One of the things I liked best about this team was our cohesiveness and spirit of becoming friends who liked and respected one another. We had fun. We laughed. We were cheerleaders for each other. We formed our team five months ahead of the hunt, right before registration, and that gave us the chance to learn about each other’s lives and families. It built a foundation for a continuing camaraderie and our collaboration on choosing items and suggesting things, and cooperation was the natural next step. One month after, we continue to be friends, and are all looking forward to next year’s hunt when we will be more competitive, more prepared, and better than ever!

As I said earlier, if any one of us had a question about our items, and how to make the submission better, we brought it to the team. This was not something that we planned ahead for, but something that naturally occurred to help us choose the best photo or video to submit. We stood by each other that there was no wrong way to do any of the items, and we were great at cheerleading without correcting or criticizing. Anything we had to say was said with construction, and not to tear down anyone’s work.
We might have done things differently if we had that item, but we let it go once it was in someone else’s hands.

It was wonderful.

It was also perfectly in tune with the spirit of gishwhes as a whole.

Even my artistry took a step up, and that was mostly because I didn’t want to let my team down.
There was one item that needed two superheroes. I thought I would be Invisible Girl. Why? So I didn’t have to be in the picture. I hate being in the picture. I tried half a dozen ways to figure out how to do Invisible Girl at a dinner table with the other superhero. I tried wires, fishing line, I asked the “experts”, and by experts I mean my costuming cosplayer friends. Nothing worked for me. I decided to bite the bullet and dress as Batgirl. We had most of the costume pieces from my kids’ dress up bin, and I figured out how to manage the rest. I did it, and it came out fabulously. I was really proud of that item, but I was also proud of myself, for admitting that I needed to do something uncomfortable for the good of the team. I went out in public in costume in August. I haven’t done something like that since my SCA days. It felt good.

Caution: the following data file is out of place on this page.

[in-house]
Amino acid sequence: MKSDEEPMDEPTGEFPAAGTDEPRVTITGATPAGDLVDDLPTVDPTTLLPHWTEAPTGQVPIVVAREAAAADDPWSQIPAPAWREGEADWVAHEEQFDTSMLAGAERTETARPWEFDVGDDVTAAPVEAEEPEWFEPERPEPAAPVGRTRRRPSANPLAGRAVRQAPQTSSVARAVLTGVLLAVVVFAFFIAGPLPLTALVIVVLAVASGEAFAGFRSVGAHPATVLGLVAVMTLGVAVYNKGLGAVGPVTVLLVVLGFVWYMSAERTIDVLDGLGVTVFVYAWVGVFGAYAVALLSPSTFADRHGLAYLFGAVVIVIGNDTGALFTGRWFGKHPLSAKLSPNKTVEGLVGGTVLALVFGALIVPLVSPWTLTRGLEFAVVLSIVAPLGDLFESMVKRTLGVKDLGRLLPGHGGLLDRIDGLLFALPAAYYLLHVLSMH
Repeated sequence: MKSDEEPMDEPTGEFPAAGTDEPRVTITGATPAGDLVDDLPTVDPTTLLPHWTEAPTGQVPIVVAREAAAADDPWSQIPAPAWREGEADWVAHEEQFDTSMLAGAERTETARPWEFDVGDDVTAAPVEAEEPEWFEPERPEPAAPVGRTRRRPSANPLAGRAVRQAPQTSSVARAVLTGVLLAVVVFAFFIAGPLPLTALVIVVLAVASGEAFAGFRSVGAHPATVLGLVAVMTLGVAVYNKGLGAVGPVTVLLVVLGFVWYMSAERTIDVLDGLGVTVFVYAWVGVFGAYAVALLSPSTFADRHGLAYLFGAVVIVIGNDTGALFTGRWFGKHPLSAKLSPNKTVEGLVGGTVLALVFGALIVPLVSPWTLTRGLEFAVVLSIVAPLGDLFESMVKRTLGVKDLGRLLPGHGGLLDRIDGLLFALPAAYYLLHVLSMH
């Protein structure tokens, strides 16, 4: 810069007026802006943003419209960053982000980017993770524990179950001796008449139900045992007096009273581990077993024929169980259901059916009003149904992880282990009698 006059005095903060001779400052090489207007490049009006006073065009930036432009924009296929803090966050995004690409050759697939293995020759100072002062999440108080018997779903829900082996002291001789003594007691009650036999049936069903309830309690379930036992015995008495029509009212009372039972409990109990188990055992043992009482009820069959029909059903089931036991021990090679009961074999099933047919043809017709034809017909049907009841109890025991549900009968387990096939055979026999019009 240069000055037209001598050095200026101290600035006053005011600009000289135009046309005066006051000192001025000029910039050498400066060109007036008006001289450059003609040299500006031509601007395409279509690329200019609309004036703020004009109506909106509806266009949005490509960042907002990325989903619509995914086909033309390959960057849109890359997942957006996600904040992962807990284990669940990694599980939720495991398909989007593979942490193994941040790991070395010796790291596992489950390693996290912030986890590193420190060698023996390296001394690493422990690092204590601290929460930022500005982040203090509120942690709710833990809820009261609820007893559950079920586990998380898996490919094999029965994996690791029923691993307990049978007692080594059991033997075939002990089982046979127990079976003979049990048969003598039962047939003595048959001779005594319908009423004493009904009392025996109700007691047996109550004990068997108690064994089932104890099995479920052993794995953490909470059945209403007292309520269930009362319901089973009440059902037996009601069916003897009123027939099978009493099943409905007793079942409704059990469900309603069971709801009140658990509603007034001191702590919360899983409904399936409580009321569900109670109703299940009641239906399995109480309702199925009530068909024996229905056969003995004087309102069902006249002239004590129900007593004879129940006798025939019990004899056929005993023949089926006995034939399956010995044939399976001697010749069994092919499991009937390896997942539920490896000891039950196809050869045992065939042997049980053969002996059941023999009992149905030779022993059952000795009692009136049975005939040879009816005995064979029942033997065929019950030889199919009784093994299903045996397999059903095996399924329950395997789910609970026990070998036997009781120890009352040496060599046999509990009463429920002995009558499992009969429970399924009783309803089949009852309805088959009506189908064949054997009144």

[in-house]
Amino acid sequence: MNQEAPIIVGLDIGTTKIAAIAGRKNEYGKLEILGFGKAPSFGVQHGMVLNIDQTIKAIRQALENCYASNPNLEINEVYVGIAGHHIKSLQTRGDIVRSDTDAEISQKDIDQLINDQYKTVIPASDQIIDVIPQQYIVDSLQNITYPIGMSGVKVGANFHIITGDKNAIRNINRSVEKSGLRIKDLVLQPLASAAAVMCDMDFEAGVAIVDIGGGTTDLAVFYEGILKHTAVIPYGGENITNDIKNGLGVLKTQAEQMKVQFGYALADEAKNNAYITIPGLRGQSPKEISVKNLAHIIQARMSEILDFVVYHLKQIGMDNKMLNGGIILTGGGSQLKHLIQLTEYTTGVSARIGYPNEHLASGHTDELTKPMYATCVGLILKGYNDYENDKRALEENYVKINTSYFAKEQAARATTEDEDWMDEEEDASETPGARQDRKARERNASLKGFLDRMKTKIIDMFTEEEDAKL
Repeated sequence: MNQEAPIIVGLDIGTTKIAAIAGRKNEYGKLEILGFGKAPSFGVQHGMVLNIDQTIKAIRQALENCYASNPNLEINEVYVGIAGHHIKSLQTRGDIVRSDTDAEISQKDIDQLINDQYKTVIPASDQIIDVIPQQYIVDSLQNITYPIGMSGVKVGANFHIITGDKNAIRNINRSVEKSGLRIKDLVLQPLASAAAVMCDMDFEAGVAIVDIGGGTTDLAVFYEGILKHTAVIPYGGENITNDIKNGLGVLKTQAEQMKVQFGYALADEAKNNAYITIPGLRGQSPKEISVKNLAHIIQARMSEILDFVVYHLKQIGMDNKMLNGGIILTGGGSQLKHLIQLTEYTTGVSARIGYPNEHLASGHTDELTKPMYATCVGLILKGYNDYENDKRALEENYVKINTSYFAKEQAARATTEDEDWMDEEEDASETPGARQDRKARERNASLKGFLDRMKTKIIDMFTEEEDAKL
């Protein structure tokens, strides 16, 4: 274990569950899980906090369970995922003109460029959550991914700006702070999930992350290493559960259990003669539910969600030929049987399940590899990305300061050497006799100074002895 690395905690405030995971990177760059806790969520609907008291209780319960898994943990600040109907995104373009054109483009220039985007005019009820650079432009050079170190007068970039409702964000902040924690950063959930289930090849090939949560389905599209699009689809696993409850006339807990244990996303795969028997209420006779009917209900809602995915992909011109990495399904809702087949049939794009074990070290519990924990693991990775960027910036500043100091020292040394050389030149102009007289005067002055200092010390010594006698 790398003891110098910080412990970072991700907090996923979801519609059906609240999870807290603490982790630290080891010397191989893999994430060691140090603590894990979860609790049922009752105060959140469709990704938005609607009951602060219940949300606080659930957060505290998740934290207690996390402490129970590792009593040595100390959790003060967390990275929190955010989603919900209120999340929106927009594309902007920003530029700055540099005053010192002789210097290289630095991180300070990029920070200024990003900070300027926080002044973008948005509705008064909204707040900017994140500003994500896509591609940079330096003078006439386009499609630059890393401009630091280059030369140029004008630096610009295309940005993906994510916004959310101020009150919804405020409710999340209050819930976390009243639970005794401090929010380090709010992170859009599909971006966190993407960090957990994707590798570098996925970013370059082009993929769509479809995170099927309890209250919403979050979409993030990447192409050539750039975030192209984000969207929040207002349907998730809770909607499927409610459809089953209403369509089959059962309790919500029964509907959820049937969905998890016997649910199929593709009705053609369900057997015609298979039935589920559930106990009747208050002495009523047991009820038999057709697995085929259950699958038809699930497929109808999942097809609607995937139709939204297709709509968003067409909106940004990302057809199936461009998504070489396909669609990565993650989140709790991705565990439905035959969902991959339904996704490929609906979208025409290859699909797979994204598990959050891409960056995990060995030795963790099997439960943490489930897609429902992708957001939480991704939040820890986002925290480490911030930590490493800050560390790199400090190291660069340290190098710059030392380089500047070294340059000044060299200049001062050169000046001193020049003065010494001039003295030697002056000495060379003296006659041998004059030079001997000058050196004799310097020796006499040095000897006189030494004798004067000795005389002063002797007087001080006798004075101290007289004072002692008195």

That was one of fourteen items that I completed.

A month and a half later, I am still proud of my work that week. I’m trying to keep it going even as gishwhes has ended for this year. Our family friend had their annual family reunion/end of summer party. The theme was pirates, and we actually were prepared and dressed up for the first time, creating pirate hats and treasure maps.

I recently joined my church’s ministries for the adult faith enrichment and the RCIA program that I came through in 2013/2014.

I’m speaking out more politically, but in a good way.

I’m putting myself out there in fandom, and not being embarrassed by it outside of fandom. I am who I am, and I think I’m starting to accept that.
I can feel myself working through the anxiety, and emerging on the other side.

I’m going to try to keep gishwhes in my mind when I  think to say no to something that frightens me. Gishwhes is symbolic; symbolic of so many different aspects of my life and the changes I’ve been making in the last several years. It’s like a bridge; the bridge between where I was and where I’m going.